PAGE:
The Democratic candidate running to unseat U.S. Sen. Ted Cruz, R-Texas, sent his mother and sister to campaign for him in Tyler on Friday.
The two campaigned for U.S. Rep. Beto O’Rourke, D-El Paso, and drew an audience of about 50 people to Cindy's Event Center on Old Henderson Highway.
O’Rourke himself has visited Tyler a handful of times. In August, he drew several hundred people to a town hall event at a church on a Monday morning. This time, his family members took questions from the audience.
Melissa O’Rourke, his mother, and Charlotte O’Rourke, his sister, addressed some of the recent controversy surrounding his campaign, such as attacks made by the Republican party of Texas and Cruz’s campaign.
In recent weeks, the party published a picture of him as a young adult wearing a dress on an album cover for his punk rock band. The Cruz campaign also has criticized the candidate’s Hispanic nickname, “Beto.”
“Beto is the first grandchild,” Melissa told the crowd. “He’s named after his two grandfathers, and my father is Robert. We couldn’t call this child Robert, so ‘Beto’ is a very common name for ‘Roberto.’ He’s been ‘Beto’ since he was a baby.”
She said he was attacked for having a Hispanic nickname when he first ran for Congress in 2012, with some saying he was using a fake name to appeal to Hispanic voters.
“They used that same line,” Melissa said. “Many of the things that are being said are unfortunately attacking — in a way I think the opposition thinks that’s somehow going to work. But a lot of it is backfiring.”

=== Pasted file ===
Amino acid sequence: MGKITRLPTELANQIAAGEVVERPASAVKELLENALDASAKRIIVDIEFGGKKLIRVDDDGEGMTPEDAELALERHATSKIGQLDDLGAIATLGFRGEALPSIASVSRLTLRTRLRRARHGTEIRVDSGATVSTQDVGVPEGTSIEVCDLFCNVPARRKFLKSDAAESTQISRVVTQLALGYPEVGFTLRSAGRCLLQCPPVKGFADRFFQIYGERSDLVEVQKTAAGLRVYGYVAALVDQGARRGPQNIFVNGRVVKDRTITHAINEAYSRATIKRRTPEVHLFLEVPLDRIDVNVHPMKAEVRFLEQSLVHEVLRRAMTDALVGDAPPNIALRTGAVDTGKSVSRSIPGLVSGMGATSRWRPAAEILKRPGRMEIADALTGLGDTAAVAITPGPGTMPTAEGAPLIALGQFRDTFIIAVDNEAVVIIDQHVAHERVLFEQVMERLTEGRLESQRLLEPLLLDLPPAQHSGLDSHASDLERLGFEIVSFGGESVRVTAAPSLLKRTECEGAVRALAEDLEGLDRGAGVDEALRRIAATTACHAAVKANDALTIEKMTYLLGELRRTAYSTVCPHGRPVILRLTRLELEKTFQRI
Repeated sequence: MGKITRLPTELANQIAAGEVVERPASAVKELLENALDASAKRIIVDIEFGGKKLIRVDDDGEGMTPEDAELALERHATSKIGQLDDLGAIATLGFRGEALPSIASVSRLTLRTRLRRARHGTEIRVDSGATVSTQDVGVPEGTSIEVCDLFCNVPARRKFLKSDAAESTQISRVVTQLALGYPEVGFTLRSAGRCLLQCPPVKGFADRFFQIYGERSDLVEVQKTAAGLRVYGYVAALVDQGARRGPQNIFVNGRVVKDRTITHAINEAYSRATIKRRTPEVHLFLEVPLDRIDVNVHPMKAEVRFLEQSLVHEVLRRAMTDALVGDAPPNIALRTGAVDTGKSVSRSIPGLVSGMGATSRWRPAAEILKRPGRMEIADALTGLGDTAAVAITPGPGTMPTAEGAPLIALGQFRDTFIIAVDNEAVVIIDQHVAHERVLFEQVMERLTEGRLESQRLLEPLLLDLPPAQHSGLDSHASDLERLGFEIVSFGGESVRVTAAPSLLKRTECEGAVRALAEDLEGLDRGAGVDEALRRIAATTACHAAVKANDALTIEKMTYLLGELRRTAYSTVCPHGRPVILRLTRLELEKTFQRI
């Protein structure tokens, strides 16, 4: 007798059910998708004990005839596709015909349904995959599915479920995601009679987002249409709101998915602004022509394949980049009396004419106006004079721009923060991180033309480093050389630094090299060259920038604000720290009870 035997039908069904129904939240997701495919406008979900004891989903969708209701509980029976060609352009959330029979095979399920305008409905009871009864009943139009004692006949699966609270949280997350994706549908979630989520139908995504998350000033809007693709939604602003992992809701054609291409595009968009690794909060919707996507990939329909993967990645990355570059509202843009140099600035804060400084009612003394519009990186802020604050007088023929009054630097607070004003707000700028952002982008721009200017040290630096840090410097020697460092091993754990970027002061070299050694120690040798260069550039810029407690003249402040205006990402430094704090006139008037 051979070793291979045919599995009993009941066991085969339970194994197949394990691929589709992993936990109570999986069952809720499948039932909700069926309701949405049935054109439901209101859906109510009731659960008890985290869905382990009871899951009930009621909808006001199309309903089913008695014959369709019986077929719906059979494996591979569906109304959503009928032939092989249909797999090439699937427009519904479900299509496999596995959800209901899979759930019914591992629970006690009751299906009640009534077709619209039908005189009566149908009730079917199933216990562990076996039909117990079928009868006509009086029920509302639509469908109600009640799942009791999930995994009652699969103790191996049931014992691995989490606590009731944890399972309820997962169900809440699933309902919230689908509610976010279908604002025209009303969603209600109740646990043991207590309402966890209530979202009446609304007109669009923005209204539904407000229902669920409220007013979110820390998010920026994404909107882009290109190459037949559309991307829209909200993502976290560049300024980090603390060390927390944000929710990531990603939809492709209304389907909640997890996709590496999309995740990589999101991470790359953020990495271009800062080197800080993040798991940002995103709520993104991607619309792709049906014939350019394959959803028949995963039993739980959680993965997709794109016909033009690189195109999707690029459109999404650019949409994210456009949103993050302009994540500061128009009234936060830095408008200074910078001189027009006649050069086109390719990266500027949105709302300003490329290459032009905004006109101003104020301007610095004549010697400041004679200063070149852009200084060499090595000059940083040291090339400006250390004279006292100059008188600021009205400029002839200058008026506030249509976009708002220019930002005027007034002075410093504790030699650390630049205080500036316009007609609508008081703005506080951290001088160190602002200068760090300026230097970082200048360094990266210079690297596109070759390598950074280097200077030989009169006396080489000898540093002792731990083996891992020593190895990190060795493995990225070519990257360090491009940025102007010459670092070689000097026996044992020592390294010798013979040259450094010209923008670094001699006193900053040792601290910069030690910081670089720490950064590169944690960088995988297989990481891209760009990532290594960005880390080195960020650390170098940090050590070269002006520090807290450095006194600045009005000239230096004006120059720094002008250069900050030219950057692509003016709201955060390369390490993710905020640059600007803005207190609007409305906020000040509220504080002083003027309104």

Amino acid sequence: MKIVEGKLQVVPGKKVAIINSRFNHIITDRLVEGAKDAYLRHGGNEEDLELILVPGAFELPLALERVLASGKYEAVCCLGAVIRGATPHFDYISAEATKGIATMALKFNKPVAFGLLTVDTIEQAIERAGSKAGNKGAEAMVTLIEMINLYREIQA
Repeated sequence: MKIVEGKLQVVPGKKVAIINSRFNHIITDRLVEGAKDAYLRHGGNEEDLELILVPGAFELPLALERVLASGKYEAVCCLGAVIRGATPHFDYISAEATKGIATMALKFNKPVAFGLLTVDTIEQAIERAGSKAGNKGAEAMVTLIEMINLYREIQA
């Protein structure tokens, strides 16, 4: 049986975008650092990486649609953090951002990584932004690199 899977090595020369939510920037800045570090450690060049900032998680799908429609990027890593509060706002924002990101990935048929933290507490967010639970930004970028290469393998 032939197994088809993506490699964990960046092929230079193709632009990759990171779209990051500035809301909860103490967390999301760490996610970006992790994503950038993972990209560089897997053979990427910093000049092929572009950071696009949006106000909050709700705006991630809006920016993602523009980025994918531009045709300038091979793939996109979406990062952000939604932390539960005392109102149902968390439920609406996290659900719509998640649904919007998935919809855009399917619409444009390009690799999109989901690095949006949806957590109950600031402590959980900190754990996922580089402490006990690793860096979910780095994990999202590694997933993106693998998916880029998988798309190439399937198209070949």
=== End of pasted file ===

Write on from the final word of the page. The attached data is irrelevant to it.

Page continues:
Melissa paused when an audience member asked if it was true she is a lifelong Republican. She said she identified as a Republican for years because she has a background in business.
“I think Republican meant something different,” she said. “It has evolved into something I do not recognize, and I think there are a lot of Republicans that feel that way. I think I’m an independent.”
“I vote, really based on the person,” she said. “I just, I’m proud of what Beto stands for, what he’s pushing for, and I think the majority of the country wants (what he wants). He’s going to win, if we can just get the vote out. Mom just knows that.”
Charlotte joked that she was surprised that a picture surfaced of the candidate wearing a dress on the punk rock band’s album cover because she had never seen him wear a dress any other time. She said he usually played in the band wearing khakis, like he wears now.
She also compared the candidate to their late father, who was a politician in El Paso County and died in 2001. She said their father was friends with people across party lines and treated everyone as equal to him. She said her brother does the same.
“I think what we really need to educate people on is that times are changing, and you can’t vote strictly Democrat or Republican,” she said. “Maybe you can vote everyone else (who is a) Republican, but you’ve got to look at the person.”
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